Question: Can my pet get sunburned?

Answer: Yes! Your pet can be sunburned on any exposed skin, including their nose, ears, muzzle, eyelids, and belly. And, like people, burned pets can develop skin cancer. Pets with light-colored coats who have fair skin under their fur, pets with thin coats, and hairless breeds are also at higher sunburn and skin cancer risk. Sunscreen can protect your pet’s skin, but ensure the product is pet-friendly and does not contain zinc oxide or para-aminobenzoic acid, which can be toxic to pets if ingested. 

Your pet can be burned by more than the sun—the pavement, especially an asphalt surface, can burn their paw pads. Before walking your dog, place your hand on the pavement. A surface that is too hot for you (i.e., you cannot keep your hand there comfortably for 10 seconds) is too hot for your dog’s paw pads. Walk them in a cooler time of day, on the grass, if necessary.

Q: Can I leave my pet in the car if I park in the shade?

A: Absolutely not. Never leave a pet in a parked vehicle. According to the American Veterinary Medical Association, the interior of a car parked in 70-degree weather can reach 100 degrees in only 20 minutes, and parking in the shade, or leaving the windows cracked does not help. If you are tempted to take your pet on a quick errand, remember how quickly the temperature inside a parked car can become dangerous, and leave your pet at home. 

Q: How hot is too hot for my pet?

A: A temperature that you find uncomfortable will also feel uncomfortable for your pet. As well as the temperature, keep an eye on humidity levels before heading out for your daily walk, because high humidity is equally dangerous for pets. Pets can only pant to evaporate moisture and rid their body of excess heat, and can struggle to cool themselves in humid weather.

Q: How can I keep my pet cool?

A:  Keep your pet cool when the temperatures soar with the following suggestions:

  • Avoid the midday heat — Avoid extreme temperatures and high humidity by walking your pet in the early morning or late evening. If that is not feasible, keep walks short and avoid strenuous activity during the hottest times of day.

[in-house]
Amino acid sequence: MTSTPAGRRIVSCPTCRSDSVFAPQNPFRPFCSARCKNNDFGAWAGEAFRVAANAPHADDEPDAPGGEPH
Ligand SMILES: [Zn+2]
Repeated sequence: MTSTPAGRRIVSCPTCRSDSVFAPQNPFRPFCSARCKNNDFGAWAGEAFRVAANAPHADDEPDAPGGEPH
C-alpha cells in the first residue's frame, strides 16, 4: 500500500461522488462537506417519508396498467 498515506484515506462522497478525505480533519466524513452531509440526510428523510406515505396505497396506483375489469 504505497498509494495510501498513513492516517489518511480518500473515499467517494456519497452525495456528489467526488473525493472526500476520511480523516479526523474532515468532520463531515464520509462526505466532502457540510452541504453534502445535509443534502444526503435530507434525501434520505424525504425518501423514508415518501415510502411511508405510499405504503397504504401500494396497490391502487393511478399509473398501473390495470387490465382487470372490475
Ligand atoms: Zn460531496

• Use a cooling mat or vest — Wearing a cooling vest can keep your pet cool by gradually taking excess body heat through evaporation. Cooling mats are pressure-activated to absorb a pet’s body heat and can provide relief for several hours.
  • Play indoors — Some days are too hot to spend any time outdoors, but you can still exercise your pet physically and mentally in air-conditioned comfort. Games like hide and seek and fetch will get your pet moving and thinking, and interactive toys and food puzzles will keep them entertained indoors. 
  • Keep them hydrated — Provide your pet with plenty of fresh water at home, and extra water when they are outside. 
  • Make cool treats — Keep your pet hydrated with more than a full water bowlfreeze water-rich foods in ice cube trays for a special treat. These fruits and vegetables make delicious dog-safe “pupsicles:”
    • Watermelon
    • Bananas
    • Sweet potatoes
    • Blueberries
    • Carrots

Q: How can I tell if my pet is overheated?

A: Any pet can suffer heatstroke, but some are at a greater risk, including:

  • Older pets  Risk increases with age, and pets older than 12 years of age are more vulnerable to overheating.
  • Overweight pets Overweight pets have extra fat layers that make cooling down more difficult.
  • Brachycephalic pets Flat-nosed (i.e., brachycephalic) dog breeds, such as bulldogs, boxers, and pugs, struggle with heat regulation, and are less efficient at self-cooling through panting.

Heatstroke can lead to organ failure and cardiac arrest, and quick action is essential to avoid long-term complications, or death. Take your pet immediately to your veterinarian or the nearest emergency clinic if they are showing any of the following common heatstroke signs: 

  • Panting
  • Vomiting
  • Excessive drooling
  • Red gums
  • Warm, dry skin
  • Rapid breathing and heart rate
  • Lethargy and weakness
  • Staring, or a dull expression
  • Seizures
  • Collapse

We hope you and your pet stay cool this summer, but our hospital team is always available in case of a heat-related emergency. If you have questions about summer pet heat safety, or you suspect your pet is overheated, contact our Emerald Animal Hospital team.